11 June 10:54 3 x Venus
08 July 10:34 2 x Jupiter
12 August 09:51 1 - Jupiter
13 August 09:34 1 - Jupiter

"Height at appearance", "height at disappearance", "path length", "velocity" and "radiant point" are given for each meteor. Brown may have contributed other data to the original table as there are seven instances where a meteor is noted as being recorded by multiple (unnamed) observers. Maybe these are the observations referred to in the earlier JBAA reference (vol. 28, no. 9, October 1918, p. 275): Mr Basil Brown, of Diss, who has done regular work for the Section for some time past... The "regular observing stations" referred to in the report are:

Press Cuttings

Summary of Brown's collection of press cuttings, stored in Suffolk Records Office.

References and Notes

[1]

Durrant, C J, "Basil Brown, Astronomer, Archaeologist, Enigma – A Biography", p. 5, 2005.

[2]

Ibid., p. 6.

[3]

"A Village Handyman Wins World Fame", Daily Express, 15 January 1935, p. 11.

[4]

Ibid.

[5]

"Oxford Dictionary of National Biography", entry for Basil Brown.

[6]

Durrant, p. 22, op. cit.

[7]

The "Harmsworth Self-Educator" was a correspondence college subsidiary of Viscount Northcliffe's "Daily Mail" and "Daily Mirror" publishing empire. See https://en.m.wikipedia.org/wiki/Alfred_Harmsworth,_1st_Viscount_Northcliffe.

[8]

Durrant, p. 6, op. cit.

[9]

Ibid., p. 7.

[10]

Ibid., p. 14.

[11]

"Daily Express", op. cit.

[12]

Durrant, p. 7, op. cit.

[13]

Ibid., p. 25.

[14]

"Daily Express", op. cit.

[15]

Durrant, p. 8, op. cit.

[16]

JBAA, vol. 29, no. 1, 1918, p32.

[17]

Beech, M, "The Making of Meteor Astronomy: Part XV. W F Denning - The Doyen of Amateur Astronomers", Journal of the International Meteor Organisation, vol. 26, no. 1, February 1998, p. 20.

[18]

JBAA, vol. 30, no. 1, 1919, p. 44.

[19]

Memoirs of the BAA, vol. 42, pt. 2, p87.

[20]

Bruce-Mitford, R L S, "Obituary - Basil Brown", Proceedings of the Suffolk Institute of Archaeology, Ipswich, XXXIV (1), p. 71. See http://suffolkinstitute.pdfsrv.co.uk/customers/Suffolk%20Institute/2014/01/10/Volume%20XXXIV%20Part%201%20(1977)_Obituary%20Basil%20Brown%20R%20L%20S%20Bruce-Mitford_71.pdf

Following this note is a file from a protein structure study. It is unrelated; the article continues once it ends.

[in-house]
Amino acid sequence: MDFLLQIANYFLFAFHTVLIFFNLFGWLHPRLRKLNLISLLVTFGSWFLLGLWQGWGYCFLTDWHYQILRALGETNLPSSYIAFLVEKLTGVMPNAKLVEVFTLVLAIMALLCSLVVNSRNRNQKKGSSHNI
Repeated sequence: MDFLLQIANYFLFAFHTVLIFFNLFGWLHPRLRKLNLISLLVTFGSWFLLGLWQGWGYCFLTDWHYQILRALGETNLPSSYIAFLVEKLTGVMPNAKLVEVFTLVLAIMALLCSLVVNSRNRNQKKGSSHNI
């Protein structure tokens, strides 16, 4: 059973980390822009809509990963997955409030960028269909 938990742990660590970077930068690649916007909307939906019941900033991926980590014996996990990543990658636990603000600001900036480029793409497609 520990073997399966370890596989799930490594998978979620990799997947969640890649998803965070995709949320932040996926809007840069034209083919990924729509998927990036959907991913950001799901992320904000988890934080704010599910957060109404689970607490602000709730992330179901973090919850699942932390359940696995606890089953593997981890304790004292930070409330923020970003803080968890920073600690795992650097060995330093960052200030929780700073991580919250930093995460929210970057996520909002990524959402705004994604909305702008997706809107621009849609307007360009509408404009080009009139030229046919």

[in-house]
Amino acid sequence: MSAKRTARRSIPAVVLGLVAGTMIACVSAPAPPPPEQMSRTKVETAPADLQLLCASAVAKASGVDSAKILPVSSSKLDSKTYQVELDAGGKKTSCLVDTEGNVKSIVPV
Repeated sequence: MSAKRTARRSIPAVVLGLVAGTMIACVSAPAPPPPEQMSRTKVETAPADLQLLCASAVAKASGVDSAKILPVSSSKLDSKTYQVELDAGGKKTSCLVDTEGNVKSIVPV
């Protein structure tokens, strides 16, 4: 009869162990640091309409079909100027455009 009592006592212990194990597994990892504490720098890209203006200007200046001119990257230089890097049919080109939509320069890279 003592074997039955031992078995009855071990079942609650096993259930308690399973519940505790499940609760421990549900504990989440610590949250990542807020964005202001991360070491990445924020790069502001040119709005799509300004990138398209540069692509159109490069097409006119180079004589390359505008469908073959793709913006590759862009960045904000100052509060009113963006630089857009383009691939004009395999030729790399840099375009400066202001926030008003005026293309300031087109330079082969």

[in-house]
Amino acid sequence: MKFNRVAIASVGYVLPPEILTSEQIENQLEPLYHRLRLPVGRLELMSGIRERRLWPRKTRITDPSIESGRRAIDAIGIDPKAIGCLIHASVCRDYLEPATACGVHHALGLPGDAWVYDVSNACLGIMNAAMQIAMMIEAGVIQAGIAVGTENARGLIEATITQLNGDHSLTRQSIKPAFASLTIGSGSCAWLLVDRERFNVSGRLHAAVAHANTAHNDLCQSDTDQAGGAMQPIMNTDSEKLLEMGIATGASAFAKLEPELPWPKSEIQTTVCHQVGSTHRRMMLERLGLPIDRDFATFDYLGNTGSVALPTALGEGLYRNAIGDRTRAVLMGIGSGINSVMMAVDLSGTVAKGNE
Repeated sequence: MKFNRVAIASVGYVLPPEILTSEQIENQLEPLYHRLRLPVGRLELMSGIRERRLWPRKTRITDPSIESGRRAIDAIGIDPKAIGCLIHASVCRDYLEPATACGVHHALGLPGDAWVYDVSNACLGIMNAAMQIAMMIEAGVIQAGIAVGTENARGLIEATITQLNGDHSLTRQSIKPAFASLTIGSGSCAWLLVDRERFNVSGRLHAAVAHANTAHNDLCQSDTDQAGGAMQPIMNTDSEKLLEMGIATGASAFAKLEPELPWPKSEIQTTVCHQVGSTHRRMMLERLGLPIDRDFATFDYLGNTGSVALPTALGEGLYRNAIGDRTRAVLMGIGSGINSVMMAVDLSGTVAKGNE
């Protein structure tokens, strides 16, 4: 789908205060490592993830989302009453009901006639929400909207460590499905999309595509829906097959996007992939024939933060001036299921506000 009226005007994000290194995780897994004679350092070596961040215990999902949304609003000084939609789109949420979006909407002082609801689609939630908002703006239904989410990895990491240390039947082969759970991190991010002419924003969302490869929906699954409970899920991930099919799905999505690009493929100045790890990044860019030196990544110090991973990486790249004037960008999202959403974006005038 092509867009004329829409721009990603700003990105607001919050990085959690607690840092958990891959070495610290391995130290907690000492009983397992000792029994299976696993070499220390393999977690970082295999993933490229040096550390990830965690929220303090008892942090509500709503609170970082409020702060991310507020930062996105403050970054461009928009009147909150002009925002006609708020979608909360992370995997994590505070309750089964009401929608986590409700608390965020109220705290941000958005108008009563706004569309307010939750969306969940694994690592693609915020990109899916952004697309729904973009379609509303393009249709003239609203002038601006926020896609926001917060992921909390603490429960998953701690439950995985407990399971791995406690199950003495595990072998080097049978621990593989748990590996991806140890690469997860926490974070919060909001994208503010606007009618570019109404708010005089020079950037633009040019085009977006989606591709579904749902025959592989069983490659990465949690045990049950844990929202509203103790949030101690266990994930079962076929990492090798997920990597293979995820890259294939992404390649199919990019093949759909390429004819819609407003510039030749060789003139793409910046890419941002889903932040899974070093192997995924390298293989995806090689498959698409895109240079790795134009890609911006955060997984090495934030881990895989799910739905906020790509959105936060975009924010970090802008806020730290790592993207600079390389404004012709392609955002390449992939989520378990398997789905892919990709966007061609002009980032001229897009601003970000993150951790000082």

[21]

JBAA, vol. 36, no. 6, 1926, p. 182.

[22]

Ibid., vol. 31, no. 2, November 1920, p. 60.

[23]

Ibid., vol. 38, no. 1, October 1927, p. 28.

[24]

Ibid., vol. 40, no. 1, November 1929, p. 27.

[25]

Ibid., vol. 32, no. 2, November 1921, p. 73.

[26]

Ibid., vol. 34, no. 9, September 1924, p. 348 and vol. 36, no.3, December 1925, p. 77.

[27]

Brown, B, "Star Atlases and Charts", The English Mechanic, vol. 119, issue 3071, 01 February 1924, pp. 4-5.

[28]

Brown, B, "The Star Catalogues", The English Mechanic, vol. 120, issue 3105, 26 September 1924, p. 140.

[29]

The English Mechanic was published once a week from March 1865 to October 1926.

[30]

JBAA, vol. 42, no. 6, 1932, p. 212.

[31]

Ibid., vol. 42, no. 6, April 1932, p. 199.

[32]

The British Library holding of The Chaldaean starts at vol. 2, no. 1, midwinter 1918-19.

[33]

"Daily Express", op. cit.

[34]

Durrant, p. 18, op. cit.

[35]

Durrant, p. 16, op. cit.

[36]

Durrant, p. 25, op. cit.

[37]

Durrant, p. 29, op. cit.

[38]

Durrant, p. 48, op. cit.

[39]

Durrant, p. 33, op. cit.

[40]

Durrant, p. 36, op. cit.

[41]

Durrant, p. 8, op. cit. Bruce-Mitford op. cit. gives the date of publication as 1966.

[42]

Bruce-Mitford, op. cit.

[43]

Durrant, p. 39, op. cit.

[44]

Mary Ackworth Orr (1867-1949), BAA Historical Section Director, 1930-44.

[45]

Henry Patrick Folkard (1900-unknown), Edgware, Middlesex, meteor observer, BAA Librarian 1932-34.

[46]

Andrew David Thackeray (1910-78), nephew of the Eversheds, schoolboy observer at Eton College and Chief Assistant at the Radcliffe Observatory, Pretoria, South Africa.

[47]

Alice Grace Cook (1887-1958), BAA Meteor Section Director, 1921-23. Resident of Stowmarket.

[48]

Thomas Henry Espinell Compton Espin (1858-1934), Jackson-Gwilt Medalist of the Royal Astronomical Society in 1913.

[49]

William Milburn (1896-1982), observer for the Rev. T H E C Espin at Tow Law Observatory, Durham.

[50]

John Knight Fotheringham (1874-1936), Reader in Ancient Astronomy and Chronology at Oxford University.

[51]

John Philip Manning Prentice (1903-81), BAA Meteor Section Director 1923-54. Lived at Battisford, near Stowmarket.

[52]

William Alfred Parr (circa 1865-1936), BAA President 1932-34.

[53]

Edmund Farrer FSA (1847-1935), honorary member of the Suffolk Institute of Archaeology, curate at Kelvedon (Essex), Bressingham (Norfolk) and rector of Hinderclay (Suffolk). (Hinderclay is three miles north-west of Rickinghall Superior.)

[54]

JBAA, vol. 42, no. 7, 1932, pp. 256-7.

[55]

McEwan gives the date of the transit as 07 May. This is due to the use of Greenwich Mean Astronomical Time (GMAT) rather than Greenwich Mean Time. GMAT is 12 hours behind GMT; it has the advantage, for astronomical purposes, of avoiding a change of date in the middle of the night. In GMAT, the transit began at 09:44 on 07 May.


Bill Barton, FRAS